Canada's men's hockey team has won eight Olympic gold medals since 1920, but it's going to take a monumental effort by the 2014 Canadian Olympic hockey team to bring home its ninth.
Thanks to an amazing two-goal performance by defenseman Drew Doughty, Canada got past Finland 2-1 on Sunday to finish undefeated in qualifiers.
However, because the game went into overtime, the Canadians earned the No. 3 seed heading into the quarterfinals. This makes the team's road to gold much more challenging than if it had finished as a top seed, which it would have earned with a win in regulation.
As pointed out by Eric Duhatschek of the Globe and Mail, though, things could be worse: "...this isn’t bad either, and it’s far better than the alternative if they’d lost – which would have dropped them to the fourth seed and likely meant yet another quarter-final meeting with Russia."
Canada will now await the winner of the qualifying match between No. 6 Switzerland and No. 11 Latvia on Tuesday to see which team it will face in the first quarterfinals match.
In public, the team doesn't prefer either squad.
"It doesn't matter who we play. Swiss are tough -- they've only allowed one goal, with seven seconds left in the game," Canada defenseman Marc-Edouard Vlasic said, as noted by Stephen Whyno of The Canadian Press.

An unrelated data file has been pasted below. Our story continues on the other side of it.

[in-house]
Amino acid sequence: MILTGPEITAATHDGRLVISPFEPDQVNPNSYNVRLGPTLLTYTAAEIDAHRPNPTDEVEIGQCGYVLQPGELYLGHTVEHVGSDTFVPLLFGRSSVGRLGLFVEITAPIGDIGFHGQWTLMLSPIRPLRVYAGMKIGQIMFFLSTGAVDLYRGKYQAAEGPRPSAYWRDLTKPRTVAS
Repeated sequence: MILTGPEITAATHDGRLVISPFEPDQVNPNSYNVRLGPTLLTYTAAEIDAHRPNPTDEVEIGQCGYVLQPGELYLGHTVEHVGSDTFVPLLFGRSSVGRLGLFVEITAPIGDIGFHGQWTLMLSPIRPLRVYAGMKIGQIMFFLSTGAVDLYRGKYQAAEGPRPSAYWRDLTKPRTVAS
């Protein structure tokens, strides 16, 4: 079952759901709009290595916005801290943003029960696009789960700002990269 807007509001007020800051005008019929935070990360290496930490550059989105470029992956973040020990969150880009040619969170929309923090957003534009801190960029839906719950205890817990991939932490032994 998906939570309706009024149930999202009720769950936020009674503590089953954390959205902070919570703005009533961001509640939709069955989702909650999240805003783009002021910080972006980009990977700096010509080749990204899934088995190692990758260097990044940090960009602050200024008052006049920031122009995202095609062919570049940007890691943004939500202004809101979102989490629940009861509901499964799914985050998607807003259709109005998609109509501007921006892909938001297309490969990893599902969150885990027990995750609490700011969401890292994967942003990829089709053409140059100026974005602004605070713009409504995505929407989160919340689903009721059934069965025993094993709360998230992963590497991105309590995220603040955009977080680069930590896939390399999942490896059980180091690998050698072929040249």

"Those are two good teams, and Switzerland's been really stingy this tournament," forward Matt Duchene added. "We got to be ready for whoever we get."
Clearly, the Swiss would offer more of a challenge, on paper, but the reality is that both teams are just appetizers for what's likely going to be a difficult meal to devour.
Should Canada win, the team's semifinals opponent will likely be the United States, which has put up 15 goals (leading the field) in just three games while allowing just four. From there, with a win over the Americans, of course, Canada would potentially face Finland (again), Sweden or Russia in the final.
Here's a look at the entire men's bracket, courtesy of the Globe and Mail's James Mirtle:
Athletes are fond of saying, "You have to beat the best to be the best."
The athletes on the Canadian Olympic hockey team will surely have a chance to be the best going up against the best the world has to offer in the quarterfinals and beyond in Sochi.
It would have been difficult to win the top prize this year, no matter where the Canadians fell in the seeding process. However, landing the No. 3 seed has made the endeavor more challenging than it might have been.
It's going to take nothing less than an inspired effort every single game in order to win gold.
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